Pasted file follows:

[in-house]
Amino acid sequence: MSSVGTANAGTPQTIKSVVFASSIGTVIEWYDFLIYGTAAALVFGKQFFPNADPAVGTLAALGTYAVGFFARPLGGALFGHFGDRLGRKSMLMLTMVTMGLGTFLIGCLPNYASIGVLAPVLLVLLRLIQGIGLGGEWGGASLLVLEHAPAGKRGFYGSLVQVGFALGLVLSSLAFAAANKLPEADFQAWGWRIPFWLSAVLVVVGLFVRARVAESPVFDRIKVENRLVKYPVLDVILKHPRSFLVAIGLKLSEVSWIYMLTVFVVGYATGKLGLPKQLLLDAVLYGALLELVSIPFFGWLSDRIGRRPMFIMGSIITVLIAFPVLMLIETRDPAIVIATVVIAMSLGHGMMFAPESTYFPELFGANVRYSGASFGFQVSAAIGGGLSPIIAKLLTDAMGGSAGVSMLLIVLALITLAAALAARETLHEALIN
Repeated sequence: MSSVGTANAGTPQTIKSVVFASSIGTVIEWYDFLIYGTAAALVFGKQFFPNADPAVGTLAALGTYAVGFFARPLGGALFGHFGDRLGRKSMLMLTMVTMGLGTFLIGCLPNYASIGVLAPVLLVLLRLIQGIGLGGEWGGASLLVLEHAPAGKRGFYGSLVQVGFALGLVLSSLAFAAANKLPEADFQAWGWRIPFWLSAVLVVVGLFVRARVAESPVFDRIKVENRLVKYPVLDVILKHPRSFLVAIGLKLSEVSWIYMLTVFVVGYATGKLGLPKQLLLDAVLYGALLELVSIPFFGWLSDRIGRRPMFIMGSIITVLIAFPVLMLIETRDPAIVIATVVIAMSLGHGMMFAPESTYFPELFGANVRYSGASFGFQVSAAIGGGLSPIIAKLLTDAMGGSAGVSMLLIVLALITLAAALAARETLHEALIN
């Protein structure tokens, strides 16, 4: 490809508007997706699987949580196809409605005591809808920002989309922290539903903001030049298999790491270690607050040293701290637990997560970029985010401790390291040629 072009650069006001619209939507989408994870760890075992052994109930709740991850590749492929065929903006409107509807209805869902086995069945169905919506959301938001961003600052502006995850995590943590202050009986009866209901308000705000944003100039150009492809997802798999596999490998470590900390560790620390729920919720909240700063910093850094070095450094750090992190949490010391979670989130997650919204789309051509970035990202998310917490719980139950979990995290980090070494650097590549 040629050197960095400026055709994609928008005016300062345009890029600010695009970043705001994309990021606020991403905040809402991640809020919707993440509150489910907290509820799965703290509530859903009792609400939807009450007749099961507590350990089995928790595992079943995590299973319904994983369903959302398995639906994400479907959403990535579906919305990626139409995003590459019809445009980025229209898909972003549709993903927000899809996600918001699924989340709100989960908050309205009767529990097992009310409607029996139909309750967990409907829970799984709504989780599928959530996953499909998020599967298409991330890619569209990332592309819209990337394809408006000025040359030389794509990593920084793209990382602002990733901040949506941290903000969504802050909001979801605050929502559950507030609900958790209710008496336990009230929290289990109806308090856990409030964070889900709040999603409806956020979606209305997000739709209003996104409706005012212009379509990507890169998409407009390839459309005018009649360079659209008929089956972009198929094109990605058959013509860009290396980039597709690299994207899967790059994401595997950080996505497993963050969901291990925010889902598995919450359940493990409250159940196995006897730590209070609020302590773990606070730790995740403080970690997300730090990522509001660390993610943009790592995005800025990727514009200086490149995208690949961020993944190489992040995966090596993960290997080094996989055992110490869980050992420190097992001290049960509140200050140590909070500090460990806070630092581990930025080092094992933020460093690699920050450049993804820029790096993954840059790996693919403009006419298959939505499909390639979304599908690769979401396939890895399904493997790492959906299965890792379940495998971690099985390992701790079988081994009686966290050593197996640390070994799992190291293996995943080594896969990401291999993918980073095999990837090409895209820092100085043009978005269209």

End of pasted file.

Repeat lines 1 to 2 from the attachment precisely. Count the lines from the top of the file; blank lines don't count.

[in-house]
Amino acid sequence: MSSVGTANAGTPQTIKSVVFASSIGTVIEWYDFLIYGTAAALVFGKQFFPNADPAVGTLAALGTYAVGFFARPLGGALFGHFGDRLGRKSMLMLTMVTMGLGTFLIGCLPNYASIGVLAPVLLVLLRLIQGIGLGGEWGGASLLVLEHAPAGKRGFYGSLVQVGFALGLVLSSLAFAAANKLPEADFQAWGWRIPFWLSAVLVVVGLFVRARVAESPVFDRIKVENRLVKYPVLDVILKHPRSFLVAIGLKLSEVSWIYMLTVFVVGYATGKLGLPKQLLLDAVLYGALLELVSIPFFGWLSDRIGRRPMFIMGSIITVLIAFPVLMLIETRDPAIVIATVVIAMSLGHGMMFAPESTYFPELFGANVRYSGASFGFQVSAAIGGGLSPIIAKLLTDAMGGSAGVSMLLIVLALITLAAALAARETLHEALIN